Often photographers today are in a hurry. They may not be “allowing” or “making” photographs, but rather they are “blazing” or “blasting away.” When I was a boy, I remember Dad on the lookout for photographs. Mom and I were often quiet in anticipation of the true silent time, which began as soon as Dad pulled over, or we hiked away from pavement, and he took out his Zeiss wooden tripod and 4X5 Baby Deardorff view camera, or his Hasselblad with Bogen tripod. For Dad’s own explanation of the Quiet Mind see the blog post, “Toward A Sense Of Place By Philip Hyde 2.”

When Dad first arrived on any scene he would look in every direction many times and at each detail of the countryside around him. He would bend down and look up at a Juniper, crouch and look at a cactus between two rocks, scramble up a nearby mesa top, all in the interest of seeing every angle. He did some of this in his mind and some physically. By the time he planted his tripod, you knew he had checked all other possibilities and chosen one. There were exceptions to this longer process such as when he saw one isolated point of interest or when the light was fading or the situation was changing quickly for some other reason. Then he moved swiftly and silently.

At the same time, Dad never waited for special lighting, weather, rainbows, sunsets, moonrises or other special effects of nature all dressed up on her best day. His goal was to capture the subtle beauty of nature as is, in her everyday wardrobe. Some of his work is dramatic, but much of it is more refined and delicately subdued. He studied geology, archaeology and the natural and human history of an area before photographing it. His photographs were invocations honoring place, rather than art for art’s sake. Dad’s goal was similar to that of his mentor and friend Edward Weston, the father of modern photography: to take himself out of the picture as much as possible, limiting the always present imposition of the photographer’s own interpretation.

Family Travels And Philip Hyde’s Love For The Escalante And Colorado River Tributary Canyons

Dad had a particular fondness for the canyons of the Escalante, including the portions now and from time to time under Lake Powell in Glen Canyon. He traveled through Glen Canyon by boat before the reservoir formed in 1958 and 1962 and as the waters were rising in 1964. His photograph, “Cathedral in the Desert, Glen Canyon,” on an Escalante River tributary, Clear Creek, was named one of the top 100 photographs of the 20th Century.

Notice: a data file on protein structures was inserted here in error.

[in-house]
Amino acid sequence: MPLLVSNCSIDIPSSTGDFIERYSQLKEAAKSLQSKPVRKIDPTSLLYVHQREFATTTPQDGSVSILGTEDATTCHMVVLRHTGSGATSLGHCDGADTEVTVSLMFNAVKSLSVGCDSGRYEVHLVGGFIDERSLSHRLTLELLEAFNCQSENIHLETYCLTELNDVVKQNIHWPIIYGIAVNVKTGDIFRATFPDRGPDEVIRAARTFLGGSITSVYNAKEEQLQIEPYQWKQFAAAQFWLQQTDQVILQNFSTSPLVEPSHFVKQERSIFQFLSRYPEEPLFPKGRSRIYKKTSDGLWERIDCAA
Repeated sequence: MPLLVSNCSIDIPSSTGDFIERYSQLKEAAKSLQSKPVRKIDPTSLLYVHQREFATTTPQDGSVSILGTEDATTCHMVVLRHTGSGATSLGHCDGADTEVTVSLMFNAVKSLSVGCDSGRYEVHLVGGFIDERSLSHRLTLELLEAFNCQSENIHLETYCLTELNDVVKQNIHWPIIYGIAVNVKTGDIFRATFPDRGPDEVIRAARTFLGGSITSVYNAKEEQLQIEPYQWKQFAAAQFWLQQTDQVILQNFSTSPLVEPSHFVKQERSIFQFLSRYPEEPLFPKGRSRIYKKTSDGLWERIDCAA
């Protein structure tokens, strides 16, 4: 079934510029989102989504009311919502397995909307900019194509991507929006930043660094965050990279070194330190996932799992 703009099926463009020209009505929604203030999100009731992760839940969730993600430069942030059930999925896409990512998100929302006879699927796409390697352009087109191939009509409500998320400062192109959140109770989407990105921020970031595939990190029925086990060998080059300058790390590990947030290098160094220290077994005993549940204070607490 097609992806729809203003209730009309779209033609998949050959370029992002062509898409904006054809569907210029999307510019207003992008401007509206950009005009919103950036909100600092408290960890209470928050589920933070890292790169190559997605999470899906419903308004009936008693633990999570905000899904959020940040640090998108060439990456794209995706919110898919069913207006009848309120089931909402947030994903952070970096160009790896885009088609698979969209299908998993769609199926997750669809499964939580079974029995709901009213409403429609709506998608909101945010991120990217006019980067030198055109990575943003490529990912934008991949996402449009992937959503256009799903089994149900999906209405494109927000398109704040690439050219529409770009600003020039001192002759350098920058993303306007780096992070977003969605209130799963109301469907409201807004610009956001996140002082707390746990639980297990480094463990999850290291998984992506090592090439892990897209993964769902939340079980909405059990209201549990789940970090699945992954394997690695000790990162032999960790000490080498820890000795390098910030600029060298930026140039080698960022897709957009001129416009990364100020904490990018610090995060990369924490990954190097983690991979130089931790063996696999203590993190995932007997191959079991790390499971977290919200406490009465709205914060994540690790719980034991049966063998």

In 1980, when Lake Powell finally filled to capacity for the first time, 16 years after the US Bureau of Reclamation closed the dam gates, Dad published a lament for Glen Canyon, Coyote Gulch and the lower Escalante in Wilderness Magazine, see the series of blog posts beginning with “Glen Canyon Lament By Philip Hyde 1.” For other writings and to read about and see Dad’s Glen Canyon Portfolio see the series of blog posts that start with “Glen Canyon Portfolio 1.” With the reservoir full, the mouth of Coyote Gulch was effectively cut off from hiking and backpacking access. Ten years earlier when I was five years old, a guide from the town of Escalante horse packed our gear into Icicle Springs, where my father, mother and I could establish a base camp for exploration and photography of Coyote Gulch and the Escalante Canyons. However, it was two years earlier in 1968, trekking down the river with another party, yet by himself for the day, that Dad found a canyon with a hidden entrance few people had seen, and discovered the place in East Moody Canyon now unofficially called “Hyde’s Wall,” by photographers who have had what it took to hike that far on foot.

In my Keynote Presentation on September 26 at 7:30 pm in the Escalante High School Auditorium, I will elaborate on these stories and tell others. I will share how Dad prepared for his travels, how he recorded not just the scenery on the surface, but dug into the geology, history and archaeology of each place he photographed, and how he applied what he learned in photography school with the greats of the medium, to see more profoundly. I will share how his legacy lives on, through many of the who’s who of landscape photography today, through my own photographs and through the application of his life’s work and images to current conservation campaigns.

To read about the Hyde’s travels in the Escalante River Canyons see the blog post, “58 Years In The Wilderness Intro 1.” For more about Hyde’s Wall see the blog post, “The Naming Of ‘Hyde’s Wall’ By Writer And Photographer Stephen Trimble.” For a rundown on the controversy over the Lower Escalante River, the Colorado River, Lake Powell and new solutions to the problem see the blog post, “Glen Canyon Book Review: Resurrection by Annette McGivney With James Kay,” as well as the blog post series beginning with “The Battle Over Dinosaur: Birth Of Modern Environmentalism 1.”

Have you ever been to Escalante, Utah?

San Francisco Art Institute Photography History 16

June 19th, 2014

Reciprocity Failure

Lecture By Ansel Adams

Introduction And Philip Hyde Lecture Notes

(Continued from the blog post, “San Francisco Art Institute Photography History 15.”)

Sunken Car, Sausalito, Marin County, Alcatraz In Distance, San Francisco Bay, California, copyright 1948 by Philip Hyde. Made during photography school.

Sunken Car, Sausalito, Marin County, Alcatraz In Distance, San Francisco Bay, California, copyright 1948 by Philip Hyde. Made during photography school.

No other known set exists of complete student lecture notes from the first ten years of the California School of Fine Arts, now the San Francisco Art Institute. During the “Golden Decade,” directly after World War II, while Minor White was lead instructor, beginning in the Summer Session 1947, Philip Hyde took detailed class notes. These notes are what make up the core of a good number of entries in this series of blog articles on the history of the San Francisco Art Institute’s photography department.